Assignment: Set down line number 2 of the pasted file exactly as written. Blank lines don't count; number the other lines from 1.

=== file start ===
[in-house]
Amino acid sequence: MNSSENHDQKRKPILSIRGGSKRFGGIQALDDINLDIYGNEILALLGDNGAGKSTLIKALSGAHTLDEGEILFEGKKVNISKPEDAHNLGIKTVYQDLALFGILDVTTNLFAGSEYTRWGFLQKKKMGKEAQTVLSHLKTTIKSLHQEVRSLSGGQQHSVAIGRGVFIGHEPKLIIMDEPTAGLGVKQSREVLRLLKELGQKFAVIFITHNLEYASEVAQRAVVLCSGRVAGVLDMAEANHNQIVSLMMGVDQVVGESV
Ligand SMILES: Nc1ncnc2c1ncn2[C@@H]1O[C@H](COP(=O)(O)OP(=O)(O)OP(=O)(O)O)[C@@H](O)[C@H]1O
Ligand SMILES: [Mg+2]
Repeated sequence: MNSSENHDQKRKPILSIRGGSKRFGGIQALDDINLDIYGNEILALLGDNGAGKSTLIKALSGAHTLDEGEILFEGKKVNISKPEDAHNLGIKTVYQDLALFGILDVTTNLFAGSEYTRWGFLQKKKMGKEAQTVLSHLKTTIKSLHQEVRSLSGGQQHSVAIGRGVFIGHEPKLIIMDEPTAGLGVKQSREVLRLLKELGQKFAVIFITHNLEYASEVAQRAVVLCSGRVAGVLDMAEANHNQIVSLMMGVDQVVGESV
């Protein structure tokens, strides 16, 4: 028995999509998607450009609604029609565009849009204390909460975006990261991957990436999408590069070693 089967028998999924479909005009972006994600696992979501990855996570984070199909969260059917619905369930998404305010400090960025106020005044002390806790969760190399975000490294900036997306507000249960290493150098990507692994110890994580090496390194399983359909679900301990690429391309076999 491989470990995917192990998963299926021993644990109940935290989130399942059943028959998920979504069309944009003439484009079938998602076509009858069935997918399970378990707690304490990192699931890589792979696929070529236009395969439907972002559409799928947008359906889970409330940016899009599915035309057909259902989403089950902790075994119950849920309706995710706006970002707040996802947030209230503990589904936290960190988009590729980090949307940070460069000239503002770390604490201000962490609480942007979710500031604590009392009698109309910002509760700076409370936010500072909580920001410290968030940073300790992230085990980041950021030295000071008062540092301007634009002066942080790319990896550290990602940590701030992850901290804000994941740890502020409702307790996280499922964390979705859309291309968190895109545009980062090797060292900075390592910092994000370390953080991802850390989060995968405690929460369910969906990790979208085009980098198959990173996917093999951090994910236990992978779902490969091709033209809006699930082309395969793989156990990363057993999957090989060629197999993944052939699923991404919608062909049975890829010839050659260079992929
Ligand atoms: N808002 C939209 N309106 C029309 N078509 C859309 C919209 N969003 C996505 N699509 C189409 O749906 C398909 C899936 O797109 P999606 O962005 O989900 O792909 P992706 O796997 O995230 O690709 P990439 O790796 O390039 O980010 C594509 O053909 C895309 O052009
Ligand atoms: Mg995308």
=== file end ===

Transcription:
Amino acid sequence: MNSSENHDQKRKPILSIRGGSKRFGGIQALDDINLDIYGNEILALLGDNGAGKSTLIKALSGAHTLDEGEILFEGKKVNISKPEDAHNLGIKTVYQDLALFGILDVTTNLFAGSEYTRWGFLQKKKMGKEAQTVLSHLKTTIKSLHQEVRSLSGGQQHSVAIGRGVFIGHEPKLIIMDEPTAGLGVKQSREVLRLLKELGQKFAVIFITHNLEYASEVAQRAVVLCSGRVAGVLDMAEANHNQIVSLMMGVDQVVGESV